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Sanitary bins added to make men's hospital toilets more inclusive

Sanitary bins added to make men's hospital toilets more inclusive

Tuesday 21 December 2021

Sanitary bins added to make men's hospital toilets more inclusive

Tuesday 21 December 2021

Sanitary bins have been added to the men’s toilets on the ground floor of the hospital to show support for the LGBTQ+ community and “foster a diverse and inclusive environment".

The Government says it is supporting the UK '#InWithTheBins' campaign, which encourages organisations to install sanitary bins into men’s toilets for trans men, non-binary people and men with medical conditions such as a stoma or incontinence.

The campaign was founded by Quinn Brown in early 2021, encouraging a more inclusive environment in the men's toilets.

While the bins are only on the ground floor at the moment, a Government spokesperson confirmed to Express that the plan is "the plan is to have sanitary bins available in all male toilets in the hospital within the near future", with some departments having already ordered them.


When the Government shared the initiative on their Facebook page, some commenters said the change should have come sooner, to accommodate those with stomas.

"Crohns Colitis UK have been campaigning for at least the 21 years I know of and this was never accepted. I hope that the value placed on providing facilities based on needs for sanitary care is not seen as more important than care for those who need to dispose of stoma products, cleanly/safely/discreetly and with dignity," one said.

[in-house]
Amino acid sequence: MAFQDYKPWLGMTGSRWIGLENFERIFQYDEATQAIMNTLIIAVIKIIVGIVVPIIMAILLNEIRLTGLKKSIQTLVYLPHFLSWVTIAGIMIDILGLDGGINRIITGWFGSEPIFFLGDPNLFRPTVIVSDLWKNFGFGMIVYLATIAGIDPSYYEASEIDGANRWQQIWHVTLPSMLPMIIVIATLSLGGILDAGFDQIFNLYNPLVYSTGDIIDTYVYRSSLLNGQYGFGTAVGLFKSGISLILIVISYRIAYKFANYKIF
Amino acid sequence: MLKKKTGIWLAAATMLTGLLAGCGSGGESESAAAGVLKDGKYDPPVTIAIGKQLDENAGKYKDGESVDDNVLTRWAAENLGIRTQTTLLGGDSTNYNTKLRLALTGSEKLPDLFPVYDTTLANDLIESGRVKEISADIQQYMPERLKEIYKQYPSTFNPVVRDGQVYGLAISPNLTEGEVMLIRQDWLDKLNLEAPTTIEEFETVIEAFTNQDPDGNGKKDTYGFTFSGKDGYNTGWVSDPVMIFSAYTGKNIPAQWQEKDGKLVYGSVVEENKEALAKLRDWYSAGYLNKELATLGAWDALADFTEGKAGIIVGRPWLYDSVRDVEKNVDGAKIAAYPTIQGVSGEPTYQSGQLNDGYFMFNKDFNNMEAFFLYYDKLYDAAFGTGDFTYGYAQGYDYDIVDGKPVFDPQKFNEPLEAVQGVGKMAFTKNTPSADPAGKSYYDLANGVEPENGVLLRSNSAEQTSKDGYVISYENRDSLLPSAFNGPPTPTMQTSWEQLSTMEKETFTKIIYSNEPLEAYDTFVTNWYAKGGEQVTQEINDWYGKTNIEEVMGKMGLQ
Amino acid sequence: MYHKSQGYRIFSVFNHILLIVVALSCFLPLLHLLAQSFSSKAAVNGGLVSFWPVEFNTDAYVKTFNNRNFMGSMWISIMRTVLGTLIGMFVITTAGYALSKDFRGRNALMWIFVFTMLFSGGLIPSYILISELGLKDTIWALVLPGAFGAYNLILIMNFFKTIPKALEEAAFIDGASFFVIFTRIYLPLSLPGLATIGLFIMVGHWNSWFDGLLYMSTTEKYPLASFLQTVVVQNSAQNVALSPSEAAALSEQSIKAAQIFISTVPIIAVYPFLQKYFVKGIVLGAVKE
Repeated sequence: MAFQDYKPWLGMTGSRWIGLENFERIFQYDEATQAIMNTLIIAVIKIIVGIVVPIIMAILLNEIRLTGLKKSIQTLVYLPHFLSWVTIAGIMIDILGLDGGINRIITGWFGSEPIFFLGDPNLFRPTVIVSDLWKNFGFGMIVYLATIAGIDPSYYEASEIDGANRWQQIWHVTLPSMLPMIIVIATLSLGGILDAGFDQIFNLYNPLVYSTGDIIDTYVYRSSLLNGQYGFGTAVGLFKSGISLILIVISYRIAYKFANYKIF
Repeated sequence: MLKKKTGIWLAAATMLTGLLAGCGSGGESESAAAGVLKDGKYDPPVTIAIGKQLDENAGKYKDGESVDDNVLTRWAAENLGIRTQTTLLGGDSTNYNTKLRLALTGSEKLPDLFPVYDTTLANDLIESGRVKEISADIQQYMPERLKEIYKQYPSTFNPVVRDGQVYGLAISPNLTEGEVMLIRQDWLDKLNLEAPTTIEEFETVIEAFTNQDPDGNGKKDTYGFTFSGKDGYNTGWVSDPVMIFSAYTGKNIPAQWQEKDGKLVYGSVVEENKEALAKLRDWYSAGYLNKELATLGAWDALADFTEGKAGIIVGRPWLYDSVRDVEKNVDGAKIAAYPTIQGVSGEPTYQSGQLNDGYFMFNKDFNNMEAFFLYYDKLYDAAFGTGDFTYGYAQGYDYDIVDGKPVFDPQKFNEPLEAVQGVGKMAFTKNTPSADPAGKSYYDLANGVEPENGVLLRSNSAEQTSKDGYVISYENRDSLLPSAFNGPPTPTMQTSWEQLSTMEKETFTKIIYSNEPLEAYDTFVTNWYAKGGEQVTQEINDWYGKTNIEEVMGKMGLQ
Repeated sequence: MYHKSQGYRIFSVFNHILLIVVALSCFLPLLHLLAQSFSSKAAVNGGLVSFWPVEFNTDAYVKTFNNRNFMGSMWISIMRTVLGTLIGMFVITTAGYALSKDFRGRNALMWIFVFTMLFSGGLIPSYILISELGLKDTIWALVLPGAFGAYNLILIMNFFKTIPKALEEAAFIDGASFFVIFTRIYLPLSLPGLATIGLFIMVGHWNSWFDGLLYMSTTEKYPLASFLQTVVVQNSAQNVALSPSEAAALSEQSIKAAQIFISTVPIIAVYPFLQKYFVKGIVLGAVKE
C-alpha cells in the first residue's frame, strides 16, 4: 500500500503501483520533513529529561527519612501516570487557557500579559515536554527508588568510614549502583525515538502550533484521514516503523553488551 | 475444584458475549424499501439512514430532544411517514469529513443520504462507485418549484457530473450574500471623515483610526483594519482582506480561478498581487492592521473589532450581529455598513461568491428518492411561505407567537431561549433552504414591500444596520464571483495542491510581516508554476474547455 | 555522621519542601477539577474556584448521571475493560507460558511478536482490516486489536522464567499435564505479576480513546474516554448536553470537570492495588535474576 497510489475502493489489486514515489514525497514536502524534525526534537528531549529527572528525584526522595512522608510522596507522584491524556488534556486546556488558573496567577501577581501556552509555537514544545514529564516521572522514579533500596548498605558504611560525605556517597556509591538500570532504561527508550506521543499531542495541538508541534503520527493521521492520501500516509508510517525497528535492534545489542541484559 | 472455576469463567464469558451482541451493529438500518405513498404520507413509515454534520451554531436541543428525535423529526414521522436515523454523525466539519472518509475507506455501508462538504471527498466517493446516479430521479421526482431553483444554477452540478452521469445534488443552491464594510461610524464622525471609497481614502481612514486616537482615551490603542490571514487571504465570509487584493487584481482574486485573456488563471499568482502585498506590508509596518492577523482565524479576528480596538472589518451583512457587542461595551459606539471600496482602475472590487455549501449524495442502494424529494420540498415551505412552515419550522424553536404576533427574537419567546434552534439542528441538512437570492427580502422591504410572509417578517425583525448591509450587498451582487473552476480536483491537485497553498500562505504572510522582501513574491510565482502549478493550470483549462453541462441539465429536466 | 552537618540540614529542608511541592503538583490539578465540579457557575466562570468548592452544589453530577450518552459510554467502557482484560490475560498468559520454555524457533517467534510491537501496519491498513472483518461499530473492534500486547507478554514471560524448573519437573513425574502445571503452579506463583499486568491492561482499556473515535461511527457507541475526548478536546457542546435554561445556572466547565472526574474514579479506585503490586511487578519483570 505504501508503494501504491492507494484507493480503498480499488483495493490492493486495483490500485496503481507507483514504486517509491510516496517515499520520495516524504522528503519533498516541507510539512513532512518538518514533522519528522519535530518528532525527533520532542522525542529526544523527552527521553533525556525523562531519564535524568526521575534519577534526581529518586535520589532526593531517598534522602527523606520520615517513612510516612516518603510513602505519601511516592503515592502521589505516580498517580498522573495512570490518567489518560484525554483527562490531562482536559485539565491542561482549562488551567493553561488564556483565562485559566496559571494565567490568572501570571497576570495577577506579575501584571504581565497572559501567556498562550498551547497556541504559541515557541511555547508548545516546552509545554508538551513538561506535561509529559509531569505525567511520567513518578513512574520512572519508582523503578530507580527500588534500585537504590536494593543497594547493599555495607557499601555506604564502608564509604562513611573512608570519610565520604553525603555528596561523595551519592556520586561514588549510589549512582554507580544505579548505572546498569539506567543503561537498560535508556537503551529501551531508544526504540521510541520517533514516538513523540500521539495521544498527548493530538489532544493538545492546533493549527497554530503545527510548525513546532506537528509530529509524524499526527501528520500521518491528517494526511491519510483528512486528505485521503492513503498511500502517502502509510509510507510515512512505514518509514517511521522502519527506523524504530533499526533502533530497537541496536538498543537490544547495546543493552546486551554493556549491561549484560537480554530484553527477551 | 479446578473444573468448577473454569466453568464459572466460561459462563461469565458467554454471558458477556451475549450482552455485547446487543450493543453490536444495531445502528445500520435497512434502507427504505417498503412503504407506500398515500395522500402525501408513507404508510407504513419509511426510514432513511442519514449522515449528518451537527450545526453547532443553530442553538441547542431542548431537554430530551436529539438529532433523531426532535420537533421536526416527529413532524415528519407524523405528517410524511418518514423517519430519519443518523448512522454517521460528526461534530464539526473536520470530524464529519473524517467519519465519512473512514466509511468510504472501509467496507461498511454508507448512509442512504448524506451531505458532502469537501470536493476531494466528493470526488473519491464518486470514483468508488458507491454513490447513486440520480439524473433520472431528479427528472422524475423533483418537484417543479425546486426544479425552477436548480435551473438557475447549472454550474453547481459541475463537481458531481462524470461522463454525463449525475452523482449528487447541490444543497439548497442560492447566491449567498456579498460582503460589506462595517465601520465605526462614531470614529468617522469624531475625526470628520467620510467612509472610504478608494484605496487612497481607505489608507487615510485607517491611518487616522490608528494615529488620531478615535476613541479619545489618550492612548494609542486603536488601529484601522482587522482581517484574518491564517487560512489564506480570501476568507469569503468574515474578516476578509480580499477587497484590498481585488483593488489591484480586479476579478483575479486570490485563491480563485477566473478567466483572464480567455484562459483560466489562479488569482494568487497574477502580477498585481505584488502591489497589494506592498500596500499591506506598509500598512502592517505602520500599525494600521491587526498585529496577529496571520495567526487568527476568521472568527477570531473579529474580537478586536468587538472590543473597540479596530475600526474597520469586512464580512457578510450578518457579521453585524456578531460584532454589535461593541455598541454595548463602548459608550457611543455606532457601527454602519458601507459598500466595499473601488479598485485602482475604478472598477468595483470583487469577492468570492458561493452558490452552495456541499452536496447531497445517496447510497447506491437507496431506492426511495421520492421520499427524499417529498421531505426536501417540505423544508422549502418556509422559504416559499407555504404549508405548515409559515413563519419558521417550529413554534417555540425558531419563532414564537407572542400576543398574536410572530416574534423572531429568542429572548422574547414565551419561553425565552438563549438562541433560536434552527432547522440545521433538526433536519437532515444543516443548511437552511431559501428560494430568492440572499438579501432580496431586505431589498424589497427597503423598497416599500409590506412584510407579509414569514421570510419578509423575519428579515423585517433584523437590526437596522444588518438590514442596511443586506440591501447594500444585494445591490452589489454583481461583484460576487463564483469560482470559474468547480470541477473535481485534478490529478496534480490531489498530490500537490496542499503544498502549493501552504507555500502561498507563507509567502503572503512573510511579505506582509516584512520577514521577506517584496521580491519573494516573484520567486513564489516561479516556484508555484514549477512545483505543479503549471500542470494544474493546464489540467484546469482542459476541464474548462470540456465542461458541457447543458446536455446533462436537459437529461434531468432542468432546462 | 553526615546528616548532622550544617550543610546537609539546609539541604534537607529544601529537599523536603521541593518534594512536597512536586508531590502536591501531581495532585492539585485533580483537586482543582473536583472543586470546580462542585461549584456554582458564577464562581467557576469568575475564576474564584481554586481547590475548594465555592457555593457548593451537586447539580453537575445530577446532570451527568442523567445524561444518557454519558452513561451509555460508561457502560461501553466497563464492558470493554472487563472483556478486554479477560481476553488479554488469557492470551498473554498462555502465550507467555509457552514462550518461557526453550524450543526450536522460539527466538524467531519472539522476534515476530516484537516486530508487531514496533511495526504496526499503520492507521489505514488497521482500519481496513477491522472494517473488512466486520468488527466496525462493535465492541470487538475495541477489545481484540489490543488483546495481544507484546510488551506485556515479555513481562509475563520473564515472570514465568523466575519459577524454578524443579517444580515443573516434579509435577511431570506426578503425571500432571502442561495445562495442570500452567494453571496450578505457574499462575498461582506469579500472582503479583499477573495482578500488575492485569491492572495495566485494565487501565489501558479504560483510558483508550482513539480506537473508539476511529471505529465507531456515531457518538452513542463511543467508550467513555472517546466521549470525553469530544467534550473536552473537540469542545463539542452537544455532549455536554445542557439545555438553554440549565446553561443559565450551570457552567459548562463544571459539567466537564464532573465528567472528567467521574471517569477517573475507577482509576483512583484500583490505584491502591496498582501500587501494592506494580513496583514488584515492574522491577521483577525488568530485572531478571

"It's a little slap in the face to the community I know who have asked for this for so many years. I'm glad GOJ are taking this on now and hope all establishments will follow."

When asked by Express why it has taken so long for the Government to take action, a spokesperson said: "Within primary and preventative care, we have been working on the transgender pathways for cancer screening and became aware the need for sanitary bins in the male toilets.

"#Inwiththebins highlights the need for these bins for numerous different reasons including sanitary wear, incontinence pads and stoma bags and we hope the placements of these bins will benefit the wider community not just LGBT+ community."

When asked if more would be done to make toilets accessible for stoma patients alongside the sanitary bins, the spokesperson was less certain.

"The new sanitary bins will accommodate stoma patients with the discrete disposable of their stoma bags, although obviously more could be done to make toilets fully accessible for stoma patients.

"However, this is not always possible within the constraints of our current cubicles."

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